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zird is the word [userpic]
I'm not sure where it came from originally...some John Hughes pre-brat pack movie possibly, like Pretty in Pink, but do you know that totally teenager response to something someone says that starts like this only in a really sarcastic tone with a slight head-tilt/shake and an roll of the eyes thrown in for good measure?: Hell-o

It looks pretty innocuous there in black and white type on the computer screen, doesn't? Hello. 2 short syllables. Only in this context it's no greeting, but a smart alecky wake-up jolt designed to denigrate the recipient's intelligence and call their ancestry into question, to boot. When you say it, you never actually speak aloud the unspoken second phrase that silently accompanies that sarcastic hello but when you hear it, it insinuates itself into your brain regardless: how stupid are you? it says. Or DUH, only really oily and lipcurly.

My kids say it to each other and to us all the time. The problem is: they got it from me. And I think it's probably something I and my siblings have been saying to each other for years without really thinking about it. It's so ingrained that most of the time none of us even hear it, or hear how it sounds.

It sounds awful.

Now I have to figure out how to go about eradicating it from our daily repartee.

I grew up in a family of, apart from my mom, smart-mouth snappy answerers. All 3 of us kids got it from my dad, and it became deeply entrenched in each of us because it was FUNNY and funny was the best defense against my father's temper. If you could make him laugh, you could often divert his attention from whatever it was you were about to get ripped a new one for. The thing is, my dad died over 10 years ago, and not only are the 3 of us STILL in that pattern of language attack and defense mode, but 2 of us (so far) are propagating a new generation of wiseacres.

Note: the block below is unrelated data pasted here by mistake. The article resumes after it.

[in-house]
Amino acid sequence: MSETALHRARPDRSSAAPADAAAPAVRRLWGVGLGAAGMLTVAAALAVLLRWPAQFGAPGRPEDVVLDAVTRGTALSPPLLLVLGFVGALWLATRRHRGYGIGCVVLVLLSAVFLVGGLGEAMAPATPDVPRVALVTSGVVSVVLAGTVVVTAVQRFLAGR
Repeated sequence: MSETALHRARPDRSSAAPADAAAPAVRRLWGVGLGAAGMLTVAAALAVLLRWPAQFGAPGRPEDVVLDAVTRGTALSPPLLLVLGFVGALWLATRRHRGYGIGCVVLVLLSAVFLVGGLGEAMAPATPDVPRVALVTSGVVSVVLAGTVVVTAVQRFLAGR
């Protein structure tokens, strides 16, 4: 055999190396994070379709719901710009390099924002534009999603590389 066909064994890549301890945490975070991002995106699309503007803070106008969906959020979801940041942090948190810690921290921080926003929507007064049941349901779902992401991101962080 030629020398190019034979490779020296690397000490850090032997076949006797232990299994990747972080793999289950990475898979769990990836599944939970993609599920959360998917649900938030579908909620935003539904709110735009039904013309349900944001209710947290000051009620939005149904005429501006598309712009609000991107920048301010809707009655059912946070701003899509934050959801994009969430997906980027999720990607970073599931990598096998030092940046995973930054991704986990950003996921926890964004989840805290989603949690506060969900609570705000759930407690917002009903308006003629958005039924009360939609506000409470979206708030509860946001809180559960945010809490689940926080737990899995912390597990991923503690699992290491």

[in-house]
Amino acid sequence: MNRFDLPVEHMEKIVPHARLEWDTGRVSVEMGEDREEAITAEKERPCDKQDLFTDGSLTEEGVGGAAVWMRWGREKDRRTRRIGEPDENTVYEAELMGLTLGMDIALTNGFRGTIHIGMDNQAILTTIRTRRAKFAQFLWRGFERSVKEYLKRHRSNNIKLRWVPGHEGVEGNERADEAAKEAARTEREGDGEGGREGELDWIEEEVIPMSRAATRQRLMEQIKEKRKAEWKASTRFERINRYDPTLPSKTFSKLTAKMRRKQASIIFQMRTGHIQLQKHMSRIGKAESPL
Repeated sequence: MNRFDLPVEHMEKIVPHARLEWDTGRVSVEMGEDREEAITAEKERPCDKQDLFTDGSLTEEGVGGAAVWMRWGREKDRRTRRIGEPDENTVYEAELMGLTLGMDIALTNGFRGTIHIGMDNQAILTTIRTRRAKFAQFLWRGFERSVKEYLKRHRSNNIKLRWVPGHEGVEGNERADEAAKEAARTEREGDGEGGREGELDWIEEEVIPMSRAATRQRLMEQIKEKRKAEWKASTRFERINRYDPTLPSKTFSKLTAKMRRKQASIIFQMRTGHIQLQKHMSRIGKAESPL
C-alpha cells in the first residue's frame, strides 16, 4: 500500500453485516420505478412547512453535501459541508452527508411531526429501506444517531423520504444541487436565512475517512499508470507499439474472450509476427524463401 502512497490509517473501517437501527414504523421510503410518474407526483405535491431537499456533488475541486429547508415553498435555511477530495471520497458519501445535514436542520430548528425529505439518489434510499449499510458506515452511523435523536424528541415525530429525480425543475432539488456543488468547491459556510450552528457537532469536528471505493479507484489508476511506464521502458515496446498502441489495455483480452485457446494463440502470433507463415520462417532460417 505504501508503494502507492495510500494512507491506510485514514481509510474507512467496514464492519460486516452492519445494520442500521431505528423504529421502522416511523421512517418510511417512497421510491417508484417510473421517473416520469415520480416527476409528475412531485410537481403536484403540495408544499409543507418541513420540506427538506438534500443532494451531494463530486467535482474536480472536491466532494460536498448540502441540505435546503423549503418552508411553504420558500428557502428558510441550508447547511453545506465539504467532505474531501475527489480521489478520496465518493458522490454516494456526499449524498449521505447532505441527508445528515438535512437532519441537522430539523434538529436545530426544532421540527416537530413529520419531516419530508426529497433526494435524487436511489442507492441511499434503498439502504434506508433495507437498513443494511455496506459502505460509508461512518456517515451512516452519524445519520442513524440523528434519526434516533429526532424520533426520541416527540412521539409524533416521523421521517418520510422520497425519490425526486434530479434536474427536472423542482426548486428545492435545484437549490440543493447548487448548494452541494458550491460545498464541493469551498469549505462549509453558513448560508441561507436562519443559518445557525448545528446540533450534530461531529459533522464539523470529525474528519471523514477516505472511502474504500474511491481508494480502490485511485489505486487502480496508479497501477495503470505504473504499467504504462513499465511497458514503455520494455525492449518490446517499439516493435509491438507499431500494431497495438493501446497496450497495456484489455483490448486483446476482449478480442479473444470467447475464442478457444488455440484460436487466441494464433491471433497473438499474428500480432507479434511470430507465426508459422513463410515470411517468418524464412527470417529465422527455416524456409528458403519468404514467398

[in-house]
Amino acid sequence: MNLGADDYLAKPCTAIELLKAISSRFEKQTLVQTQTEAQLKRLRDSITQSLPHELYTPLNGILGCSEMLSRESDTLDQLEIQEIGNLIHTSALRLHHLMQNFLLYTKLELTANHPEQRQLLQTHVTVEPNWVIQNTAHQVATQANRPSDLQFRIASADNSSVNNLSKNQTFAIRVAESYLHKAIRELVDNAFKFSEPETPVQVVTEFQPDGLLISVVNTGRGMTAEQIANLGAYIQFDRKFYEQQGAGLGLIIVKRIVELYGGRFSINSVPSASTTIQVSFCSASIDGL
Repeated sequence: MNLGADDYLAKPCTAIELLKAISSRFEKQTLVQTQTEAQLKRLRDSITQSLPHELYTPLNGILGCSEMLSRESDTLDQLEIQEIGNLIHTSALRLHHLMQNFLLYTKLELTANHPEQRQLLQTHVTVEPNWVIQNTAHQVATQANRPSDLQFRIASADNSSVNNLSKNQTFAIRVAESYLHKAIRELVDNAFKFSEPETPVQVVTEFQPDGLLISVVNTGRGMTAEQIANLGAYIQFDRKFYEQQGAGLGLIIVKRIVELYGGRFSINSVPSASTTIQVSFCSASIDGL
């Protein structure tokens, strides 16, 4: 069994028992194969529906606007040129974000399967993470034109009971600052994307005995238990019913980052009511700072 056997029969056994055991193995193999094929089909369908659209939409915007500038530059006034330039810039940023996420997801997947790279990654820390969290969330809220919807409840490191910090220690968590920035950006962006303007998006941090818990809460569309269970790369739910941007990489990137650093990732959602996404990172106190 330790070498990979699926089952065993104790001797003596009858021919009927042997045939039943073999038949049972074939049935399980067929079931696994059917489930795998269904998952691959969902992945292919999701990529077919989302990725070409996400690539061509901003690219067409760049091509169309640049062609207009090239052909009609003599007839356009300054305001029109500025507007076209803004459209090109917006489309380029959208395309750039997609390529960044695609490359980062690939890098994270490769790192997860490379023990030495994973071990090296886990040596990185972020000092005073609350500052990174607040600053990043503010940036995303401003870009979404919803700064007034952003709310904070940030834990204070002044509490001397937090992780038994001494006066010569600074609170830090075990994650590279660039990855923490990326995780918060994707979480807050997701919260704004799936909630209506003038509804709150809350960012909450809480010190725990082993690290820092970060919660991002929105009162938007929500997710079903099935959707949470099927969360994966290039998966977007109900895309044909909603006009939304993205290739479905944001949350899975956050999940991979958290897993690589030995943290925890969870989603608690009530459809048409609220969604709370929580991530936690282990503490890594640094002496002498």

Now, I love a snappy comeback and witty reponses as much as the next guy, but I noticed at one of our family gatherings a year or so ago, because I was suddenly hearing us from someone else's point of view, how UGLY it can sound, and how MEAN.

How do you break a habit like that? One that you've grown up on and survived with? One that seems to fly out of you without any conscious intent? How do you slow your mouth-brain connection down enough to squash such rejoinders and gently encourage your children to find other ways to interact with you and each other?

Now, THERE'S a summer project I can sink my teeth into.
mood: uncomfortable
music: Alistair Griffin—Painkiller


It can be so easy to let our adult, black humored way color our conversations - I think of all the things we say to each other, just the innocent phrases where the words mean something totally different - and how we do have to change those things before little (and growing) ears pick them up. I think we do a good job when we're around our godbaby - but I think of hearing a little mouth say "I hate you!" and I cringe. Not to mention curse words - thankfully we're not too bad unless we're driving or creating kitchen disasters.

My mom always talked to me about my "tone" with my brother. I would speak to him in a terribly disparging tone, but I couldn't "hear" myself doing it. What's funny is that I've struggled with the same thing with my husband - and it does hurt. And sound ugly, even if someone isn't conciously doing so. Good luck in changing those habits! I think if anyone can do it, it's your sweet family.


I sure hope so. I've caught myself saying it a number of times in the last day and am really appalled at how OFTEN it slips out. :(

October 2019
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I can complain because rose bushes have thorns or rejoice because thorn bushes have roses.

Abraham Lincoln

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